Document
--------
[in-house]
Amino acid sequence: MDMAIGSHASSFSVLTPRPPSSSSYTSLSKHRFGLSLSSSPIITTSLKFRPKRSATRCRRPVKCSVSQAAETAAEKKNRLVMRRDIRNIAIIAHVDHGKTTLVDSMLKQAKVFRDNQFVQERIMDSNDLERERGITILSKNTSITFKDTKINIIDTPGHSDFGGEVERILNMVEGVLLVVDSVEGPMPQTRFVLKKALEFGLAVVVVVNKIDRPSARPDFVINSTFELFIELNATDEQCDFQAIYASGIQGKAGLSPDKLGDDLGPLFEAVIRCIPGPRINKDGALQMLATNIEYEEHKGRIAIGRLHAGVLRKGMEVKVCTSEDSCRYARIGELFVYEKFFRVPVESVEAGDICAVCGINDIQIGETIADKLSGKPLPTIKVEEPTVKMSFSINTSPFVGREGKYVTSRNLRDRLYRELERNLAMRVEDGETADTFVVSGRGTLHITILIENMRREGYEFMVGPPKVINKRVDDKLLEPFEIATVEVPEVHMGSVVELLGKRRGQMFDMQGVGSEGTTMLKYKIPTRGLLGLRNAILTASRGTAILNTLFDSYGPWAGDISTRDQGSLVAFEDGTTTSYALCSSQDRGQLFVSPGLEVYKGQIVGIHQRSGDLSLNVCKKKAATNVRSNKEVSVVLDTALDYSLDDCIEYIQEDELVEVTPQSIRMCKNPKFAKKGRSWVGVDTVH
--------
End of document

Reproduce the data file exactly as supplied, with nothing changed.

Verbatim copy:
[in-house]
Amino acid sequence: MDMAIGSHASSFSVLTPRPPSSSSYTSLSKHRFGLSLSSSPIITTSLKFRPKRSATRCRRPVKCSVSQAAETAAEKKNRLVMRRDIRNIAIIAHVDHGKTTLVDSMLKQAKVFRDNQFVQERIMDSNDLERERGITILSKNTSITFKDTKINIIDTPGHSDFGGEVERILNMVEGVLLVVDSVEGPMPQTRFVLKKALEFGLAVVVVVNKIDRPSARPDFVINSTFELFIELNATDEQCDFQAIYASGIQGKAGLSPDKLGDDLGPLFEAVIRCIPGPRINKDGALQMLATNIEYEEHKGRIAIGRLHAGVLRKGMEVKVCTSEDSCRYARIGELFVYEKFFRVPVESVEAGDICAVCGINDIQIGETIADKLSGKPLPTIKVEEPTVKMSFSINTSPFVGREGKYVTSRNLRDRLYRELERNLAMRVEDGETADTFVVSGRGTLHITILIENMRREGYEFMVGPPKVINKRVDDKLLEPFEIATVEVPEVHMGSVVELLGKRRGQMFDMQGVGSEGTTMLKYKIPTRGLLGLRNAILTASRGTAILNTLFDSYGPWAGDISTRDQGSLVAFEDGTTTSYALCSSQDRGQLFVSPGLEVYKGQIVGIHQRSGDLSLNVCKKKAATNVRSNKEVSVVLDTALDYSLDDCIEYIQEDELVEVTPQSIRMCKNPKFAKKGRSWVGVDTVH